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An emir (/, , /; Arabic: أمير ʾamīr [ʔaˈmiːr]), sometimes transliterated amir, amier, or ameer, is an aristocratic or noble and military title of high office used in a variety of places in the Arab countries, West African, and Afghanistan. It means "commander", "general", or "King". The feminine form is emira (أميرة ʾamīrah). When translated as "prince", the word "emirate" is analogous to a sovereign principality.
Amir, meaning "lord" or "commander-in-chief", is derived from the Arabic root a-m-r, "command". Originally simply meaning "commander-in-chief" or "leader", usually in reference to a group of people, it came to be used as a title for governors or rulers, usually in smaller states, and in modern Arabic is analogous to the English word "prince". The word entered English in 1593, from the French émir. It was one of the titles or names of the Islamic prophet Muhammad.
Princely, ministerial and noble titles
- The monarchs of Qatar, Kuwait and of the constituent emirates of the United Arab Emirates are currently titled emir.
- All members of the House of Saud have the title of emir (prince).
- The caliphs first used the title Amir al-Muminin or "Commander of the Faithful", stressing their leadership over the Islamic empire, especially over the militia. The title has been assumed by various other Muslim rulers, including sultans and emirs. For Shia Muslims, they still give this title to the Caliph Ali as Amir al-Muminin.
- The Abbasid (in theory still universal) Caliph Ar-Radi created the post of Amir al-Umara ("Amir of the Amirs") for Ibn Raik; the title was used in various Islamic monarchies; see below for military use
- Formerly in Lebanon, the ruling emir formally used the style al-Amir al-Hakim, specifying it was still the ruler's title. Note that the title was held by Druze and Christians as well.
- The word emir is also used less formally for leaders in certain contexts. For example, the leader of a group of pilgrims to Mecca is called an emir hadji, a title sometimes used by ruling princes (as a mark of Muslim piety) which is sometimes awarded in their name. Where an adjectival form is necessary, "emiral" suffices.
- Amirzade, the son (hence the Persian patronymic suffix -zade) of a prince, hence the Persian princely title mirza.
- The traditional rulers of the predominantly Muslim northern regions of Nigeria are known as emirs, while the titular sovereign of their now defunct empire is formally styled as the Sultan of Sokoto, Amir-al-Muminin (or Sarkin Musulmi in the Hausa language).
- The temporal leader of the Yazidi people is known as an emir or prince.
- Amīr al-Baḥr (أمير البحر, "commander of the sea") is considered to be the etymological origin of the English admiral, the French amiral and similar terms in other European languages.
Military ranks and titles
From the start, emir has been a military title.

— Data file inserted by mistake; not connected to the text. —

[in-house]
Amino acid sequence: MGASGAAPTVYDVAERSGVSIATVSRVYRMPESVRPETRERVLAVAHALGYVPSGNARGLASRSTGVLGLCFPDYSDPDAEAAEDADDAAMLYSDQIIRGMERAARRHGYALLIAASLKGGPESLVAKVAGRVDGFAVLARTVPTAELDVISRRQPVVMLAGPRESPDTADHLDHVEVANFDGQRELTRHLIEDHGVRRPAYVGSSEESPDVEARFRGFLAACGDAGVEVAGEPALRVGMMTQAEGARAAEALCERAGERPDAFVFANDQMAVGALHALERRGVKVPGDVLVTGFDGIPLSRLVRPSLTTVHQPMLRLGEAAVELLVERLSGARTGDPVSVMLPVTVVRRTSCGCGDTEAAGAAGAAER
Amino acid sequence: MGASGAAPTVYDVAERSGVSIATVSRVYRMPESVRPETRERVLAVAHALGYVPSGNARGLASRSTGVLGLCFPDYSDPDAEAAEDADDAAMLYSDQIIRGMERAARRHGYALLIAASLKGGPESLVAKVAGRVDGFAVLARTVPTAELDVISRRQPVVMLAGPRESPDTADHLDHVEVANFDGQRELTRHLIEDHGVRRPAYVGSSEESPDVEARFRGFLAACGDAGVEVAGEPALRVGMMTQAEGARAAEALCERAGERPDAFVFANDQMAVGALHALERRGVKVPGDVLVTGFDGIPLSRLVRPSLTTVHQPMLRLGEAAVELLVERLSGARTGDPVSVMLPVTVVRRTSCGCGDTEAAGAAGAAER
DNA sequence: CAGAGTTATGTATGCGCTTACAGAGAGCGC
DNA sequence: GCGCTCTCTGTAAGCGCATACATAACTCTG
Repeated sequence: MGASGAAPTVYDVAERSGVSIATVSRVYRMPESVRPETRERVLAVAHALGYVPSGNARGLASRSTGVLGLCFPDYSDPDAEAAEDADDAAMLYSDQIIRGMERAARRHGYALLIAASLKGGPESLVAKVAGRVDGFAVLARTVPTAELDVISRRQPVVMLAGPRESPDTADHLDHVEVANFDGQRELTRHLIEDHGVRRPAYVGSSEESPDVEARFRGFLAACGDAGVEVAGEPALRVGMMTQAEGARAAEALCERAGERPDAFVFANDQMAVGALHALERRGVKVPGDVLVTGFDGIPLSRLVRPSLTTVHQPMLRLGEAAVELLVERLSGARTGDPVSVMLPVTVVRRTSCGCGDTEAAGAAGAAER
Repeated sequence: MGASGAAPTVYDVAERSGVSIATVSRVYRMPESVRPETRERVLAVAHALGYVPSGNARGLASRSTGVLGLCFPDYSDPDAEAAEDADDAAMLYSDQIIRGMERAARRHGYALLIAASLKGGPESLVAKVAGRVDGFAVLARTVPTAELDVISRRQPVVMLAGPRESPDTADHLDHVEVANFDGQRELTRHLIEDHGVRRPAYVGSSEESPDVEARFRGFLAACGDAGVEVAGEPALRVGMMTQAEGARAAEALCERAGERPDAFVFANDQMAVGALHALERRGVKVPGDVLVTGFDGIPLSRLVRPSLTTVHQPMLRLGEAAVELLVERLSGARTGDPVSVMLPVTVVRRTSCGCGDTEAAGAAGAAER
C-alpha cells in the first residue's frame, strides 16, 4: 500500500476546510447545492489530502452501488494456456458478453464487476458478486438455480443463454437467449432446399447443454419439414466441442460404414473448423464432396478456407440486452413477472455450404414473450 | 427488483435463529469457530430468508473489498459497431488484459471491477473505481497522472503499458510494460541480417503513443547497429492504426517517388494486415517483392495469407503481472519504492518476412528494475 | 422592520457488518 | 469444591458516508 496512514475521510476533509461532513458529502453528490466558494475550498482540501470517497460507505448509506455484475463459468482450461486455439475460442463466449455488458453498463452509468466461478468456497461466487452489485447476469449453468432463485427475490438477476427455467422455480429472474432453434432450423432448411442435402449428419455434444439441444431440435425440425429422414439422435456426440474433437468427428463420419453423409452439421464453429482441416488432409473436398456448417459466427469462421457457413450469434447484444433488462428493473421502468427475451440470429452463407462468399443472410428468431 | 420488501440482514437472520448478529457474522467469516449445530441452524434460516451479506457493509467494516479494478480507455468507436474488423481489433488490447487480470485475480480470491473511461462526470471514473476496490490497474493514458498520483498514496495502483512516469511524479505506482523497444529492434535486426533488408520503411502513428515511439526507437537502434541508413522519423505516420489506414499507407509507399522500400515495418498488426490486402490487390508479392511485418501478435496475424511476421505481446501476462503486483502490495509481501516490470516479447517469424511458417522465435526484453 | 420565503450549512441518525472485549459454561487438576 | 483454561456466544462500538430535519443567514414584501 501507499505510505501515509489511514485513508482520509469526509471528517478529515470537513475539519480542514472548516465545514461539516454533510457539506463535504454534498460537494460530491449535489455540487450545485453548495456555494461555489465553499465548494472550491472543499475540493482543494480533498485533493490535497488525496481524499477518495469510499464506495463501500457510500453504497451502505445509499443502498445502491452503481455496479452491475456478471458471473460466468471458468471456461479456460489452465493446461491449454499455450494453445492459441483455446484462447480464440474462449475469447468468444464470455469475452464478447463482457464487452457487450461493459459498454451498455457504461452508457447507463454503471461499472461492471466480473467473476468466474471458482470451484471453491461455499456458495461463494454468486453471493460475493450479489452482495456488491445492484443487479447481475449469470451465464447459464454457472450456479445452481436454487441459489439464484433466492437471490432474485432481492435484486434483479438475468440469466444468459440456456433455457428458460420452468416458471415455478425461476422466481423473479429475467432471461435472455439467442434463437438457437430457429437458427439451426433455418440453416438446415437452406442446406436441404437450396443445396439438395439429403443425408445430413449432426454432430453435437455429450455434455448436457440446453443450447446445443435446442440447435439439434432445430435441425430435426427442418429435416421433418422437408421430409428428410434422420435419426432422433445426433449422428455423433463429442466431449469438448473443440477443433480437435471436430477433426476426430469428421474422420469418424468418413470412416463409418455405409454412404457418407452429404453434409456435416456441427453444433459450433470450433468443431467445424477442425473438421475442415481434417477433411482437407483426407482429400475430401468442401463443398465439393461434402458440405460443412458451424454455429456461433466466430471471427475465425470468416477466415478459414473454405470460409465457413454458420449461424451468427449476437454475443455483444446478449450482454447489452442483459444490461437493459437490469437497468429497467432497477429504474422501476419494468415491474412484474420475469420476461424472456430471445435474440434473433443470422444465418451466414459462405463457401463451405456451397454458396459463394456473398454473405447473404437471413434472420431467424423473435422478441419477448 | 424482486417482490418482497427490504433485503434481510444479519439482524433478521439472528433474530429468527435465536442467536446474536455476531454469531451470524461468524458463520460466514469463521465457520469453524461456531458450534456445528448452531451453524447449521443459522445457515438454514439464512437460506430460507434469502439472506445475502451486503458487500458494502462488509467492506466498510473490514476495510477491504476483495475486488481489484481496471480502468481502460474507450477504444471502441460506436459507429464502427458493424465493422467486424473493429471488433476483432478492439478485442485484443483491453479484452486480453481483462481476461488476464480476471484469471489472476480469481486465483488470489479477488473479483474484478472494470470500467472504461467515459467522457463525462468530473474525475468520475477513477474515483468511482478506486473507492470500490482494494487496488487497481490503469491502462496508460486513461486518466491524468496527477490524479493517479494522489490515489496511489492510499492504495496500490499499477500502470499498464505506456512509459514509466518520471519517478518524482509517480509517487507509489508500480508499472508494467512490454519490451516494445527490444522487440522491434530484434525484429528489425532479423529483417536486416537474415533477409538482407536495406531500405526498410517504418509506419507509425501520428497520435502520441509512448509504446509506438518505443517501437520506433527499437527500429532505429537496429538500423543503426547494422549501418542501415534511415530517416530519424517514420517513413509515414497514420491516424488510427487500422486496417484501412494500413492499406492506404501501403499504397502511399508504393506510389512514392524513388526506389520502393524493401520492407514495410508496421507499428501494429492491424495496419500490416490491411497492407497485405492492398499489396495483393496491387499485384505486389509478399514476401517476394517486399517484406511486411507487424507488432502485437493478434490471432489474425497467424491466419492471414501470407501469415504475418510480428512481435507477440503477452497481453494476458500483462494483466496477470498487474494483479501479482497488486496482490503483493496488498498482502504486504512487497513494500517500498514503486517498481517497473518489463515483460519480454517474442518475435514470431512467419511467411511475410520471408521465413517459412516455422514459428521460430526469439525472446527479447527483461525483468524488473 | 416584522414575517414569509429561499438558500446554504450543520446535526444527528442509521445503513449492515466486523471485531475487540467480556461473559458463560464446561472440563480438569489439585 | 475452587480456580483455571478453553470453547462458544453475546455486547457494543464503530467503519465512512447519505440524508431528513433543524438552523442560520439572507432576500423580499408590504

In certain decimally-organized Muslim armies, Amir was an officer rank. For example, in Mughal India Amirs commanded 1000 horsemen (divided into ten units, each under a sipah salar), ten of them under one malik. In the imperial army of Qajar Persia:
- Amir Panj, "Commander of 5,000"
- Amir-i-Tuman, "Commander of 10,000" http://www.iranicaonline.org/articles/amir-e-tuman-commander-of-10000-men-a-military-rank-originally-used-by-the-il-khanids-in-the-7th-13th-cent
The following posts referred to "amir" under medieval Muslim states include:
- Amir al-umara, "Amir of Amirs" (cfr. supra) or 'Commander of Commanders'
- Amir al-hajj, "Commander of the Hajj [caravan]"
- Amir al-ʿarab, "Commander of the Arabs [Bedouin tribes]"
In the former Kingdom of Afghanistan, Amir-i-Kabir was a title meaning "great prince" or "great commander".
- Amir is a masculine name in the Persian language and a prefix name for many masculine names such as Amir Ali, Amir Goul.
- Amir-i-Iel designates the head of an Il (tribe) in imperial Persia.
- The masculine Amir and feminine Amira are Arabic-language names common among both Arabs regardless of religion and Muslims regardless of ethnicity, much as Latin Rex and Regina ("king" and "queen," respectively) are common in the Western world. In Bosnia and Herzegovina, the female name Emira, often interpreted as "princess", is a derivative of the male name Emir.
In popular culture
This article appears to contain trivial, minor, or unrelated references to popular culture. (February 2018)
- Abdul Abulbul Amir, both character and song
- Wat Tambor in Star Wars: Episode II – Attack of the Clones took the title of emir. In the Star Wars universe, the title may relate to Tambor's military command.
- Emir Karim, a character in Wild At Heart, a Latin American drama and sports
- Emir Shah in RuneScape
- Specific emirates of note
- List of emirs of Harar
- List of emirs of Kuwait
- List of emirs of Qatar
- List of emirs of Mosul
- Emirate of Afghanistan
- The West: A Narrative History, Volume Two (2 ed.). CTI Reviews. 2016. p. 661. ISBN 9781478439394. Retrieved 9 December 2017.
Emir ('commander' or 'general', also 'King'; also transliterated as amir, aamir or ameer) is a high title of nobility or office, used throughout the Muslim world. Emirs are usually considered high-ranking sheikhs, but in monarchical states the term is also used for princes, and princesses with 'Emirate' being analogous to principality in this sense.
- Harper, Douglas. "amir (n.)". Online Etymology Dictionary. Retrieved 29 June 2017.
- Amos, Deborah (1991). "Sheikh to Chic". Mother Jones. p. 28. Retrieved 12 July 2016.
- "Family Tree". www.datarabia.com. Retrieved 7 December 2016.